Dr Lígia Teixeira, from the Centre for Homelessness Impact, argues that changes in the way we talk about homelessness are a crucial component of ending it for good.
How will we end homelessness? And what role can we play?
At the Centre for Homelessness Impact we improve the lives of those experiencing homelessness by ensuring that policy, practice and funding decisions are underpinned by robust evidence. We believe that by combining the ‘heart’ and the ‘head’ – applying data and reason to our work – we can turn our good intentions into lasting impact and end homelessness sustainably.
This thinking underpins our suite of evidence tools and informed the development of our SHARE Framework, which we believe offers the best chance of creating lasting impact in ending homelessness.
A key strategy within the framework is to make ending homelessness a shared priority among all members of society. Until we do, evidence suggests that progress will be slow. What’s needed is more public support for the policies and actions required to end homelessness for good. How do we do that? By communicating more effectively and improving the general public’s understanding that homelessness is not inevitable.
We communicate about homelessness all the time, attempting to explain its structural causes in housing, welfare and social services policy. However, the public continues to see homelessness as a problem that is individually driven by poor choices, behaviour or simple bad luck.
So where does this come from? Sadly this is a tradition that has been fueled by funding imperatives. Emergency and crisis narratives that focus on the most extreme cases of homelessness are the most successful in persuading the public to make charitable donations. This reinforces unhelpful stereotypes and erodes the common empathy between the wider population and people experiencing homelessness.
This continued framing of homelessness allows society to ‘other’ those people who experience homelessness. But as Ryan McCuaig of Who Cares? Scotland has said, “You can’t just write people off as ‘hard to reach’, or as having ‘complex needs’. We must listen to all voices of lived experience.”
So, what can be done about it? In order to break this harmful cycle, it’s imperative that we reframe how we talk about homelessness and shift the narrative from one of individual ‘bad behaviour’ or ‘bad luck’ to one of systemic effectiveness. The challenge for our sector is to give people the tools to start telling different stories.
New words and phrases can inspire new attitudes, new ideas and signal a shift in how we choose to approach an issue like homelessness. These ideas were explored in depth through the collaborative work of Crisis and the FrameWorks Institute, whose 2018 report, Reframing Homelessness in the United Kingdom, acknowledges that ‘engrained cultural perspectives can act as obstacles to building public will for the large-scale solutions necessary to address homelessness effectively.’
To address this, it proposes a Common Experience meta-frame that includes three core ideas.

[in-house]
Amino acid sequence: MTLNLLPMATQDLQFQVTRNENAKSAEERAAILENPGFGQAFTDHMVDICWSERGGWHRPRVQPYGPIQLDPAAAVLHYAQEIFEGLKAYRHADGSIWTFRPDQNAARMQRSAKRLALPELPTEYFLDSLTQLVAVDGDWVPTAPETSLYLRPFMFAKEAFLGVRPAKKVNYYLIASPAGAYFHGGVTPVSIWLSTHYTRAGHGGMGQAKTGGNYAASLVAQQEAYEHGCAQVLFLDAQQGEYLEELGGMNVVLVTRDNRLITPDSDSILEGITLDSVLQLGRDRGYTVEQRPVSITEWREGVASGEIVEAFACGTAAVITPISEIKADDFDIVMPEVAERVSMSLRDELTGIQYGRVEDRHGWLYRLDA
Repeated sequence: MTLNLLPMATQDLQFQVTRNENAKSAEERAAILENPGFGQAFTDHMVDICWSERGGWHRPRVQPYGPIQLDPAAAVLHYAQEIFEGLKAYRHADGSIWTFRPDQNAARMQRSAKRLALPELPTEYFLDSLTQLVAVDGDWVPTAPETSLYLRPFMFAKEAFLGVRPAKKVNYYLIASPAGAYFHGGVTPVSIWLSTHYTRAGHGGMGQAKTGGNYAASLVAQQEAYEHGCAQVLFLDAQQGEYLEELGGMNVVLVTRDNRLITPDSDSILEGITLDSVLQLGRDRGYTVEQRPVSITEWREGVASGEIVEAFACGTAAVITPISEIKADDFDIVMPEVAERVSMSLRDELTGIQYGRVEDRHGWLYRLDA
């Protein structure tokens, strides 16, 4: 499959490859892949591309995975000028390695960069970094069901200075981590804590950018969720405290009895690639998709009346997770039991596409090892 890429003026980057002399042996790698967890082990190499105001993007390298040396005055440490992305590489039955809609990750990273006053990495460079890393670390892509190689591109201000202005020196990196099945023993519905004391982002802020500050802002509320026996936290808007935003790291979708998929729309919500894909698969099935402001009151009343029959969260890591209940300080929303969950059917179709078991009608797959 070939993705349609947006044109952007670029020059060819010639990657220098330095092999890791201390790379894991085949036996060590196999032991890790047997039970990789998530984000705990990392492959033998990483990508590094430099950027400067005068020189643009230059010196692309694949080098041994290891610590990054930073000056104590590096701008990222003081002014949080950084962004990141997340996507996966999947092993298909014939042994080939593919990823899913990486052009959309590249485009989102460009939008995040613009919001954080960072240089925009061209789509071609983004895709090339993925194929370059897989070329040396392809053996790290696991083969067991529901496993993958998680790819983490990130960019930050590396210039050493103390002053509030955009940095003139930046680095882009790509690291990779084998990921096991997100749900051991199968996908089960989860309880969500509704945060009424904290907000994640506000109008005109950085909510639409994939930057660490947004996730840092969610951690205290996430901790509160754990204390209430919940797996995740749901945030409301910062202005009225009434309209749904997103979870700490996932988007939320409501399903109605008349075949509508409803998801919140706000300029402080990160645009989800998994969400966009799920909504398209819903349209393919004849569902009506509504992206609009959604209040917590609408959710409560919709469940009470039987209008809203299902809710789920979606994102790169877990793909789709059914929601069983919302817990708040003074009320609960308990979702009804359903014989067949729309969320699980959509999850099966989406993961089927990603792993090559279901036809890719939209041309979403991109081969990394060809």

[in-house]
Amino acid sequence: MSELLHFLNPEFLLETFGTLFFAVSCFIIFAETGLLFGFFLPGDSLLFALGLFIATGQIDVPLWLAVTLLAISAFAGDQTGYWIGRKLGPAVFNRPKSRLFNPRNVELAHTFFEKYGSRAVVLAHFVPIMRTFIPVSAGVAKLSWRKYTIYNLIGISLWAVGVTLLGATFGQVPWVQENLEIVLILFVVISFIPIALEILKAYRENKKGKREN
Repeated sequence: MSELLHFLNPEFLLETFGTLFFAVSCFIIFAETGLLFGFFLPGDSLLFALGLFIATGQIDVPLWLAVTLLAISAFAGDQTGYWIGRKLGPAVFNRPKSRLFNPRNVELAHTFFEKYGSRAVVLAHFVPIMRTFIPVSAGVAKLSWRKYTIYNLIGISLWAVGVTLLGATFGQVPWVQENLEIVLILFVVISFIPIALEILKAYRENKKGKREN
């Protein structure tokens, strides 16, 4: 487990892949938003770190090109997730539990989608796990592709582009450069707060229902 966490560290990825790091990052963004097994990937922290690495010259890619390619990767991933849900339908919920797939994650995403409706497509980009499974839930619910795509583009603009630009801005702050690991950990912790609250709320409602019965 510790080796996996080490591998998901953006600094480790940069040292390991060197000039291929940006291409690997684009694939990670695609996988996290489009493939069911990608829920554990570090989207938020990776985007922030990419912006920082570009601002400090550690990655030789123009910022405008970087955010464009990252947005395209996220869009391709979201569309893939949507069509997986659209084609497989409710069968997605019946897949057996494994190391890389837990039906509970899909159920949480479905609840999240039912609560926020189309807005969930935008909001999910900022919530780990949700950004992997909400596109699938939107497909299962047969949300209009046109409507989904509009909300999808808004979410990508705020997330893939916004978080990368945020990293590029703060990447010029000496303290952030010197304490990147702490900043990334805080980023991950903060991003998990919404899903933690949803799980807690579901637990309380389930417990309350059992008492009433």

People’s fundamental commonality: Homeless people are, like all of us, human beings and members of society. The right values, metaphor and stories can orient people to what we all share.
The lived experience of homelessness: Metaphor and stories about various types of housing insecurity, when told in the right ways, can help people understand what it feels like to be homeless.
The role of systems: The values, metaphor and solutions that help to make up the frame encourage systemic thinking about how homelessness happens and cultivate support for systems-level policy change to bring about solutions.
It’s not enough for people working in homelessness to adopt these ideas. For widespread change we need to enlist the help of the media too. This is a challenge being addressed by Maeve McClenaghan at the Bureau of Investigative Journalism. Bad news and shocking statistics often fail to create empathy among the public and make the challenge of ending homelessness seem insurmountable. She proposes an alternative that creates empathy and understanding, “not by telling sob stories or pitting people against each other, but by revealing that we’re complex humans navigating complex systems.”
Drawing on the work of social neuroscientist Dr Lasana Harris, Maeve has been working on addressing the ‘bystander effect’ in her reporting on homelessness, marrying data-driven stories with personal narratives that encourage readers to relate to people experiencing homelessness.
“Lots of people want to tell their stories,” she says, “and if they do, they should be given the platform to do so. Bringing journalists into communities can really help open this dialogue.”
Fundamental to this shift will be the monitoring of the impact and effectiveness of all of our communications. Only by using empirical evidence can we ensure that new modes of communication truly impact the public perception of homelessness and make its eradication a shared priority.